One Last Chance

Book 12 coming April 5, 2022!

Set upon the mountainous rugged Greek island of Ikaria, against its storied past of exploitation, exiles, and lives spent in hiding from conquerors, slavers, and pirates, and current worldwide reputation for the longevity of its people.

Chief Inspector Andreas Kaldis’s longtime assistant, Maggie, returns to her ancestral home on Ikaria for her 104-year-old grandmother’s funeral, her grief quickly turns to suspicion. Not only had her yaya been in good health just a week before her death, but there are bruises on her arm that suggest a botched IV insertion that no one can explain. While chatting with the savanotria who prepared Yaya’s body for burial, Maggie learns that several other long-lived Ikariots had recently died under the same questionable circumstances.

Back in Athens, Andreas and his chief detective Yianni pursue a smuggling and protection ring embedded in the Greek DEA, and its possible involvement in the assassination of an undercover cop. As leads in the elder-killings on Ikaria and the DEA corruption case converge, Andreas and his crew realize there are international intrigues at play that might well stretch beyond the reach of the law. While they race to prevent yet another untimely death, Maggie’s faith in humanity, the church, and the very legal system she serves is tested in ways she never could have imagined. Can her boss’s Hail Mary pass at securing justice for the victims hope to hit its mark?

Excerpt

Magdalena Zaoutis knew every pebble, rut, root, and pothole on the mountain path from her ancestral cottage down to the local spring. She made the trek every day, whether she needed water or not. She’d been doing it for more than a hundred years, first with her mother when she was four, later with her own children, grandchildren, and their children and grandchildren. She saw no reason to stop now.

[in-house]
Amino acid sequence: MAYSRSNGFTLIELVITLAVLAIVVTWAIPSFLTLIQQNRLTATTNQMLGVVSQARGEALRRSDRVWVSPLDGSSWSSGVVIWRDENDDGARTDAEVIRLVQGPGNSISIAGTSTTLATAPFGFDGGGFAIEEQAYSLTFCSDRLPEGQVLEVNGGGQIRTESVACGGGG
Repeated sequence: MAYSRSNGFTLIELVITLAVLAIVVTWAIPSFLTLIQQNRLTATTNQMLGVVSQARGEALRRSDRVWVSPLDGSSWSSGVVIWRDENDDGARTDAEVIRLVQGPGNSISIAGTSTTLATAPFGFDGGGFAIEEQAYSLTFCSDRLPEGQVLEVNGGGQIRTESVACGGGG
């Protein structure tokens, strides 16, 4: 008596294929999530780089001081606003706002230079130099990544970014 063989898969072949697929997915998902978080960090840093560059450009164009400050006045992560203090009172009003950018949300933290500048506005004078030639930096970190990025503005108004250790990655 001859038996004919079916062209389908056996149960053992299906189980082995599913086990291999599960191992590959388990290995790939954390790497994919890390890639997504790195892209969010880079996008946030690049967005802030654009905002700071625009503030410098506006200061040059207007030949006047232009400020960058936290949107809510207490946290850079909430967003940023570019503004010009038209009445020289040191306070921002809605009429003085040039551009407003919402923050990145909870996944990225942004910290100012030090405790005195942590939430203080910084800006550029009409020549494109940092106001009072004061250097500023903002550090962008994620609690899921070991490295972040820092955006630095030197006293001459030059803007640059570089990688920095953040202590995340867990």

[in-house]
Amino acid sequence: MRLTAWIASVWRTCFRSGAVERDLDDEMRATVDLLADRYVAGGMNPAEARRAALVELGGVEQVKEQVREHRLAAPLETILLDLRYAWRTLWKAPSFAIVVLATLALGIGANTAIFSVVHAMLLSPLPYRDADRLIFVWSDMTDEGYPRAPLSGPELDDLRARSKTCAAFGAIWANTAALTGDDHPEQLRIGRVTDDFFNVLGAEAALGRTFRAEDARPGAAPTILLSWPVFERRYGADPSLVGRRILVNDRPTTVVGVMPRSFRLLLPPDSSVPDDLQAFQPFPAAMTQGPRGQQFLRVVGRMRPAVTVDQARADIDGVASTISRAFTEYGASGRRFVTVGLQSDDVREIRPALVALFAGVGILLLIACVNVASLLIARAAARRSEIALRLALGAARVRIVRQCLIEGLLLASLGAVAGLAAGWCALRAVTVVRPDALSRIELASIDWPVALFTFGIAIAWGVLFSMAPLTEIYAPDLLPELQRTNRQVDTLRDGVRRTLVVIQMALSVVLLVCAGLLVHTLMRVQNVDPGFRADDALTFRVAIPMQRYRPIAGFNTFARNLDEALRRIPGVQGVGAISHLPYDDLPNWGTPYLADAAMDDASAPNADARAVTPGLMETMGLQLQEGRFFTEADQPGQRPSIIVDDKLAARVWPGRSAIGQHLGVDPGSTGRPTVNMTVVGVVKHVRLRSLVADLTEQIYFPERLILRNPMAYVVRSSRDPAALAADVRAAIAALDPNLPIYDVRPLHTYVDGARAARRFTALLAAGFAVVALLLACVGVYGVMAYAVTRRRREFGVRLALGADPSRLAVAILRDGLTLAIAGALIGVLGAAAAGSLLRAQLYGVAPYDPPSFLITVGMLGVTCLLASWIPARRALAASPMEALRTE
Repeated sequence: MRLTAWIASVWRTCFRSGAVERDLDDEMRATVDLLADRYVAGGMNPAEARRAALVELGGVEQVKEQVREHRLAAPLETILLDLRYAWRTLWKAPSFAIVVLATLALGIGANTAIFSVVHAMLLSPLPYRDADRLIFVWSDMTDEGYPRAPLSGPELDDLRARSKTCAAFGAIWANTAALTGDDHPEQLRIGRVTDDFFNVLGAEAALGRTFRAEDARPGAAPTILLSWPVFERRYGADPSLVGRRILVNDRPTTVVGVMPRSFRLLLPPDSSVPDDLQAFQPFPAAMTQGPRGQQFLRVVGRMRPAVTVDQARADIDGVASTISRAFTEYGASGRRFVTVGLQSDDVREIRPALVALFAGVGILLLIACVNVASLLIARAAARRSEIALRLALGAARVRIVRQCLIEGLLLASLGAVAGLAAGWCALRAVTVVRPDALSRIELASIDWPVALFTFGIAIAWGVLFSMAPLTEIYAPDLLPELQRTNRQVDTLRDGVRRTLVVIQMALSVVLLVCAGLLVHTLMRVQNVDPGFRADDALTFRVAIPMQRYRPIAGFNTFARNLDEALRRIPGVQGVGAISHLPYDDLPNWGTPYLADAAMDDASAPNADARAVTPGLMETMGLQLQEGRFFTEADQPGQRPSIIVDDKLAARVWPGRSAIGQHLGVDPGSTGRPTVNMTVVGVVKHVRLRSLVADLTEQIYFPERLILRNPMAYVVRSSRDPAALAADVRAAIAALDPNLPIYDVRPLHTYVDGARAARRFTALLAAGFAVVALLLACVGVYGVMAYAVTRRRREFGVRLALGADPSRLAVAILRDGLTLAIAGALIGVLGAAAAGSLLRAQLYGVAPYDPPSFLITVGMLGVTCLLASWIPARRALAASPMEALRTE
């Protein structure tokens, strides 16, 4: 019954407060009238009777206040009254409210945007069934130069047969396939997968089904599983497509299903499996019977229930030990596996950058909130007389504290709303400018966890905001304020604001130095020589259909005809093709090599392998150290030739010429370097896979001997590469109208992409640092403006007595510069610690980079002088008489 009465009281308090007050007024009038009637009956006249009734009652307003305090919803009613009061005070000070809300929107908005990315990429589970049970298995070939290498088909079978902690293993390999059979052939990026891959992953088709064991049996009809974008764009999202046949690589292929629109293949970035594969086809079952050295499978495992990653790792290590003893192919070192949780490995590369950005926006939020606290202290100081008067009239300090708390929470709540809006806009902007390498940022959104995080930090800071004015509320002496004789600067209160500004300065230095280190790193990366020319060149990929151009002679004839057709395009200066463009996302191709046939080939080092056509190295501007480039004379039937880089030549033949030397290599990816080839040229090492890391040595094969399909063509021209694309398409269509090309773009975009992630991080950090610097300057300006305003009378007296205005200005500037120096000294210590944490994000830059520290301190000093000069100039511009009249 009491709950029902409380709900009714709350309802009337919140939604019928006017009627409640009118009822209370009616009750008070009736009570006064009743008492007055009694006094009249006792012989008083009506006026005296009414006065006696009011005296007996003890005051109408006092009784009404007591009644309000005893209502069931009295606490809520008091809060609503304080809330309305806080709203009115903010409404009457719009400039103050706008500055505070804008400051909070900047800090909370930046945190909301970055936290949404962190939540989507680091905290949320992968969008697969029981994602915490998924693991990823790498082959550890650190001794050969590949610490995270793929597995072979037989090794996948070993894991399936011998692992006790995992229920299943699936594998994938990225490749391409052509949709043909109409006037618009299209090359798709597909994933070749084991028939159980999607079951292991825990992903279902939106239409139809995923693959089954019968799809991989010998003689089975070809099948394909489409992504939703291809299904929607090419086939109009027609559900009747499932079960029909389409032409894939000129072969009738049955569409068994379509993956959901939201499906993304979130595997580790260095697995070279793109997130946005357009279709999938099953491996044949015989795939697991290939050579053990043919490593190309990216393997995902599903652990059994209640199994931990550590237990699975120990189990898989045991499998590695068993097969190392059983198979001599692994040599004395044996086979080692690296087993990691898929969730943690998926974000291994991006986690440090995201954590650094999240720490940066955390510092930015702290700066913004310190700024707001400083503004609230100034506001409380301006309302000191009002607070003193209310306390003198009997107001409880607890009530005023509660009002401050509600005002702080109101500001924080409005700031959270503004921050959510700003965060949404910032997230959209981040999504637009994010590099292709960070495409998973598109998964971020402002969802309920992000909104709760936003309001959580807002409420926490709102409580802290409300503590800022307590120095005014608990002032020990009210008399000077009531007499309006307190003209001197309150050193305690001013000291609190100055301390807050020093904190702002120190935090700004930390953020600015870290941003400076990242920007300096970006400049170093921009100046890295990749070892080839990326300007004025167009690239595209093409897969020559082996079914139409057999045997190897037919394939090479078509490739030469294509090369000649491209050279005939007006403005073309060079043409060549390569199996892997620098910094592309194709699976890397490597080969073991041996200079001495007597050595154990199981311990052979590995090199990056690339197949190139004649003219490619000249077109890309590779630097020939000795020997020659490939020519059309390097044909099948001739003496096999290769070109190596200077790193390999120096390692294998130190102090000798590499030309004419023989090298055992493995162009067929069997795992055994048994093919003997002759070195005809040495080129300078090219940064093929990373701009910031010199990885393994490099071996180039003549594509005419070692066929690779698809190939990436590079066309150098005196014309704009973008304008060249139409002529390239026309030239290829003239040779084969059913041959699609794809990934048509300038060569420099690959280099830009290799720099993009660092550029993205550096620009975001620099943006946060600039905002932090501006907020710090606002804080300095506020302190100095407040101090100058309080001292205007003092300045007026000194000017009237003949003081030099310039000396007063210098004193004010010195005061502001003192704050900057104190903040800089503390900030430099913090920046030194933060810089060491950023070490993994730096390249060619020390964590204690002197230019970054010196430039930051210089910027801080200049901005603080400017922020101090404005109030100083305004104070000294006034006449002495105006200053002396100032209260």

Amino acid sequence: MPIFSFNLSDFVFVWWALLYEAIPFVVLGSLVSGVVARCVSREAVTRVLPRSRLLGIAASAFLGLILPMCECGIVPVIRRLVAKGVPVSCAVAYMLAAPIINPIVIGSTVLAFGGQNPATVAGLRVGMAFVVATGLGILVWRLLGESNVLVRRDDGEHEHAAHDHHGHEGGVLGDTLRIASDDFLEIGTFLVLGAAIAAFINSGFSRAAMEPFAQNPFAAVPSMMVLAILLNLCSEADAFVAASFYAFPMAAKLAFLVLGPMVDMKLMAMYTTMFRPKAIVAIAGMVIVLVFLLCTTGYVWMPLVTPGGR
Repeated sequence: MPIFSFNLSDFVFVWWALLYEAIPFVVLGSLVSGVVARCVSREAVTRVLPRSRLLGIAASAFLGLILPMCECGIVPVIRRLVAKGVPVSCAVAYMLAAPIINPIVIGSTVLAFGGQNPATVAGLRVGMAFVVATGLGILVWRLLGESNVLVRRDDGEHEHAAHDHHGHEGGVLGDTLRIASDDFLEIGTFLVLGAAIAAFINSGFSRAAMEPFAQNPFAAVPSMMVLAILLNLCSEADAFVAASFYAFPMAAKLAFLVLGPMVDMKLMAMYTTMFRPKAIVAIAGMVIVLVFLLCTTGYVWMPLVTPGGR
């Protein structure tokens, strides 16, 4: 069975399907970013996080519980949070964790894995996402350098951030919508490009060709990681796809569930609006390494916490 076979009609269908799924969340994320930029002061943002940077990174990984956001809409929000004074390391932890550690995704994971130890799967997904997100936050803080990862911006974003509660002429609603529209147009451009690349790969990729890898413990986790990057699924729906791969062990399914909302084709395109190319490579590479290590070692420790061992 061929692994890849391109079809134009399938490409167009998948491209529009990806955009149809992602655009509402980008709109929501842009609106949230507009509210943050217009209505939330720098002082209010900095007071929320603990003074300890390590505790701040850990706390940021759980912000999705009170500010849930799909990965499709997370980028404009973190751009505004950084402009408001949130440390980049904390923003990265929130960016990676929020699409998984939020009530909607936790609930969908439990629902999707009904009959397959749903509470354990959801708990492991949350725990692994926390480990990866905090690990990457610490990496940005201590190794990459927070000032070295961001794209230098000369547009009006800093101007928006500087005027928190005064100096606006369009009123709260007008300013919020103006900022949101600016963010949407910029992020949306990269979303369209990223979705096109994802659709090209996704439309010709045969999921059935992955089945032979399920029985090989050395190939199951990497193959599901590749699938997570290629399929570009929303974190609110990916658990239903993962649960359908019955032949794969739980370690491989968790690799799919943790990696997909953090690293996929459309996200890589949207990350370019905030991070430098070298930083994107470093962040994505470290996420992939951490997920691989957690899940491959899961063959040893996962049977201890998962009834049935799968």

Many of her family members had moved to the Greek mainland, other islands, or foreign countries to escape the harsh subsistence common on the northern Aegean island of Ikaria. But making a life away from this place, now known to the world as “the island where people forget to die,” came at a price, and Magdalena wore black as a sign of her continual mourning for the husband, four children, and three grandchildren who’d passed away while she lived on.

Longevity was the great blessing—or curse—of a life lived on Ikaria. The average lifespan for men and women extended ten years longer than elsewhere in Greece, and one in three residents made it into their nineties. Living past one hundred was not uncommon, and those who made it to centenarian status enjoyed a special camaraderie forged through a shared century of maintaining the traditions and observances of their uniquely rigorous island way of life.

Magdalena was cheery by nature, not one to dwell on unhappy thoughts, but today she felt particularly sad. The hardest deaths for her to endure, other than those among her family, were of childhood mates who’d also made it to the century mark, or close to it. In each passing she saw a bit of her own past die with them. Their deaths were to be expected, of course, but over the past weeks, so many of her friends from other parts of the island, indeed some of the healthiest, had passed on within days of each other. She wished there were no more funerals to attend, except perhaps for her own.

No, not yet.

She’d survived the pandemics of 1918–1920 and 2020–2022. It was not yet her time.

She heard the somber tolling of the church bells echoing up from the village through the craggy rock and pine tree ravine running by her stone home. In spring, this deep, narrow gorge carried rushing water from the mountain that loomed above her cottage. But for now it brought news of life events for those who understood the cadence of the bells. Today they spoke of another soul leaving Magdalena’s world. Who? she wondered. Surely she would know the deceased, or at least someone in the family. She knew all the families, except of course for the newcomers, but few of them stayed past summer.

One of her grandchildren would tell her who had passed on, along with other news from the island grapevine. She no longer walked to town to keep up with the gossip. They wouldn’t allow her to make the journey. If they could, they’d have stopped her from making her daily trip to the spring.

She smiled, then sighed. I know it’s because they care about me. But I can’t stop now. I have more to do.

***

© Jeffrey Siger

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Chief Inspector Andreas Kaldis Mysteries